West Nile Virus is a virus transmitted from infected birds to mosquitoes when a mosquito bites an infected bird. It is then transmitted to humans when the infected female mosquito bites the human and takes a bloodmeal. Female mosquitoes must take a bloodmeal to lay their eggs. Humans are considered an incidental infection or dead-end host, which means we cannot pass the virus on to other biting mosquitoes and continue the transmission cycle. 

Most people infected with West Nile virus will either have no symptoms or mild flu like symptoms with fever, aches, headache, and fatigue with recovery in a few days. A small percentage, 1 in 150 people, can develop more serious conditions that can lead to encephalitis with symptoms such as tremors, convulsions, paralysis and even death. There is no treatment or vaccine for humans.

Common Mosquito Breeding Places

Mosquitoes lay their eggs in standing water. At least once a week, drain and scrub, turn over, cover, or throw out items that hold water.

Dump It – Dump water from buckets, flowerpots, kiddie pools, old tires, and other containers. Even a small amount of water in any of those containers can breed thousands of mosquitoes. 

Drain It – Trash cans and other containers left outside may hold water. Drill small holes in the bottom of these containers so water can drain out. 

Treat It – Birdbaths, ponds, ditches, and low spots where standing water cannot be removed can be treated with Bti products which are available at outdoor, lawn and garden, home improvement, and other retail stores. Bti is safe for kids, pets, and plants.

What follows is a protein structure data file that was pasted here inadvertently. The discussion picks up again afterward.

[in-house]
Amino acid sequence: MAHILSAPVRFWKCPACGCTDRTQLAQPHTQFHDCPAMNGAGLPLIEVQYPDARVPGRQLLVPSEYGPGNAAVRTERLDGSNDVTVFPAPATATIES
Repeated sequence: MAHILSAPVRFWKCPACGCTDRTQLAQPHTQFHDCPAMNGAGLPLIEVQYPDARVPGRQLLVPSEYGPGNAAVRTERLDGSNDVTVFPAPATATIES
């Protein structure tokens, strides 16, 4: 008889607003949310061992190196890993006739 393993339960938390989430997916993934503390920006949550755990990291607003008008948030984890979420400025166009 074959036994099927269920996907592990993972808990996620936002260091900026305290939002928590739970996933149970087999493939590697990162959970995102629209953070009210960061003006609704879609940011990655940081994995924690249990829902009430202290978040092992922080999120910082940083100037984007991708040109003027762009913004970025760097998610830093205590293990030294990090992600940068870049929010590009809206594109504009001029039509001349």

Other areas around the home to check are gutters (which can hold debris and water), swimming pools that are left untreated, and tarps used to cover items left outdoors. Also, check windows and doors to ensure screens are free of rips and tears that can let mosquitoes enter the home. 

Beaver County Conversation District

The mission of Beaver County Conservation District provides leadership in natural resource management through outreach, education, and technical assistance. 

The Beaver County Vector-borne Disease Control Program monitors and controls mosquito populations to help protect the public from exposure to diseases like West Nile Virus. 

There are many ways to protect yourself and your property from mosquitoes and the diseases they may carry. 

Dump! Drain! Treat! 

Protect Yourself from Mosquito Bites

Clothing – Wear long sleeves, loose-fitting, light-colored clothing.

Avoid Dusk & Dawn – Mosquitoes are most active at sunset and sunrise.

Repel – Use an Environmental Protection Agency (EPA) registered insect repellent. ALWAYS follow the label! 

For More Information: 

PA DEP West Nile Virus Control Program
– gis.dep.pa.gov/wnv 

Centers for Disease Control and Prevention
– www.cdc.gov/westnile 

Environmental Protection Agency
– www.epa.gov/insect-repellents

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